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Filed Under:Health
Posts on Regator:1221
Posts / Week:5.6
Archived Since:May 25, 2010

Blog Post Archive

Mediterranean diet, with olive oil and nuts, beats low-fat diet

In a head-to-head contest, a Mediterranean diet, even drenched in olive oil and studded with nuts, beat a low-fat diet, hands-down, in preventing stroke and heart attack in healthy older subjects at high risk of developing cardiovascular disease.

Canada's universal healthcare may not be so universal after all

You’re more likely to get a doctor’s appointment in Canada if you’re rich than if you’re poor, even though the government pays the bills, according to a new study.

Are only children to blame for the obesity crisis?

A new study suggests an intriguing explanation for the rise in obesity rates — the growing number of only children.

Doctors debate telling patients to smoke marijuana

Perhaps you know whether you’d want to use marijuana to relieve severe pain or nausea. But if you were a doctor, what would you tell patients who asked about taking something that’s against federal law?

Telomere length linked to catching a cold in preliminary study

Test subjects with shorter immune cell telomeres faced an increased risk of catching a cold, researchers wrote Tuesday in JAMA ( abstract here.)

Cooking up toxic air pollution

When UC Davis scientists collected air pollution particles in Fresno and then exposed laboratory mice to them, they found that one of the most toxic sources was the backyard grill.

Acupuncture helped allergies -- a little, study says

Acupuncture gave some relief to people suffering from seasonal allergies, but the improvements didn’t last much beyond treatment, researchers said.

Fatal drug overdoses in U.S. increase for 11th consecutive year

Fatal drug overdoses have increased for the 11thconsecutive year in the United States, new data show.

Intensive care MDs: More white coats, fewer piercings preferred

It's not just your mom who's suspicious of body art: Families of patients in intensive care units said that physicians who don't display piercings or tattoos make a better first impression, according to survey results released Monday in JAMA Internal Medicine. 

Doctors who cook say they give better nutrition advice

Perhaps the next time you see your doctor, he might finish the visit with a reminder to take a medication and a conversation about cooking salmon.

Does childhood TV viewing lead to criminal behavior?

Two recent studies linking childhood television viewing to antisocial behavior and criminal acts as adults are prompting some pediatricians to call for a national boob tube intervention.

FDA OKs device that helps improve vision lost to retinal disease

The FDA on Thursday approved a bionic eye that improves vision for patients blinded by a rare eye condition called retinitis pigmentosa. The Argus II system, a video camera and transmitter mounted on eyeglasses, translates light and movement into electrical signals, which are sent directly to an array of electrodes implanted into a patient's retina.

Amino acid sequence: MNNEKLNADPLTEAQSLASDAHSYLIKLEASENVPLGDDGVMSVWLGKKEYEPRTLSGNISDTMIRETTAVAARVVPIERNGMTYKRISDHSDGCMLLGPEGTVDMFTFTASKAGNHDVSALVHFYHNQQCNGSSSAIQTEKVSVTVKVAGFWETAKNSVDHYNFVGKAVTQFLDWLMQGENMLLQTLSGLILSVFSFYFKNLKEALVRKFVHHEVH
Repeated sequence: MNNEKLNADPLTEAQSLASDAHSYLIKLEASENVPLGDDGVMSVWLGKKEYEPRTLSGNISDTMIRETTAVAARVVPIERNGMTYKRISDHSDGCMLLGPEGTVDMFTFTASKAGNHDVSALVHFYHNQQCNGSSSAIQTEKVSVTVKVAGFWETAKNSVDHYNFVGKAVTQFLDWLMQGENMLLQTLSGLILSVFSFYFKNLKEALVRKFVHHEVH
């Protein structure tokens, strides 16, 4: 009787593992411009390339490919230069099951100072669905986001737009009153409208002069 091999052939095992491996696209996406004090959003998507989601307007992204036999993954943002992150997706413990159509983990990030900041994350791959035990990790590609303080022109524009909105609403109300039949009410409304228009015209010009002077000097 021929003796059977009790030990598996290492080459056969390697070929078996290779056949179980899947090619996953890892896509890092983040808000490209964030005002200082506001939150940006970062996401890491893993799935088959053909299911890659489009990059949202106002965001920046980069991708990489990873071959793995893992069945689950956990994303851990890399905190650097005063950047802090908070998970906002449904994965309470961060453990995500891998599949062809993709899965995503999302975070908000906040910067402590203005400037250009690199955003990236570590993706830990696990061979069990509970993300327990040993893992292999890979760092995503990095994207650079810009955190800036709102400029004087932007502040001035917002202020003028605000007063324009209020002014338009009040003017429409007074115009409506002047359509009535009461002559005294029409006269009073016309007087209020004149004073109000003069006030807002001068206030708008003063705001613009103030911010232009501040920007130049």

California voters say soda can make you fat

Nearly 70% of California voters say taxing sugar-sweetened beverages is a good idea if the money goes to school nutrition and physical activity programs, according to a Field Poll released Thursday.

GPA can be contagious among high school students, study finds

Researchers have some new advice for high school students who want to improve their grades: Become friends with academically oriented classmates.

Nutrition group petitions for federal regulation of sugary drinks

A nutrition advocacy group joined with scientists and health agencies Wednesday to ask the federal government to decide just how much sugar is “safe” in sodas, raising the bar in its crusade to curb the “dangerously high” amounts Americans consume.

Some plastics should be classified as hazardous, scientists say

Less than half of the 280 million metric tons of plastic produced each year ends up in the landfill.  A fair bit of the rest ends up littering the landscape, blown by the wind or washed down streams and rivers into the sea.

Praise the action to raise problem-solvers, researchers say

Parents who want to raise children who are good at solving problems – and who doesn’t? – should watch how they hand out praise to their toddlers, researchers said Tuesday.

USC research on cold sensitivity could help control pain in future

Researchers at USC have made mice insensitive to near-freezing temperatures by deactivating select neurons, a development that could one day lead to new treatments for pain in humans.

Cutting salt saves lives? Yes. No. Maybe.

It would be hard to argue that we should keep gobbling down 3,400 milligrams of sodium a day in the face of research suggesting that a gradual reduction in our salt intake could save close to a half-million American lives in 10 years alone. But what if proposals to cut back salt in Americans' diets could not be shown to prevent any deaths at all? Would we still do it?

Folic acid linked to reduced risk of autism spectrum disorders

Mothers who took folic acid supplements around the time they became pregnant were less likely to have children with an autism spectrum disorder, a new study has found.

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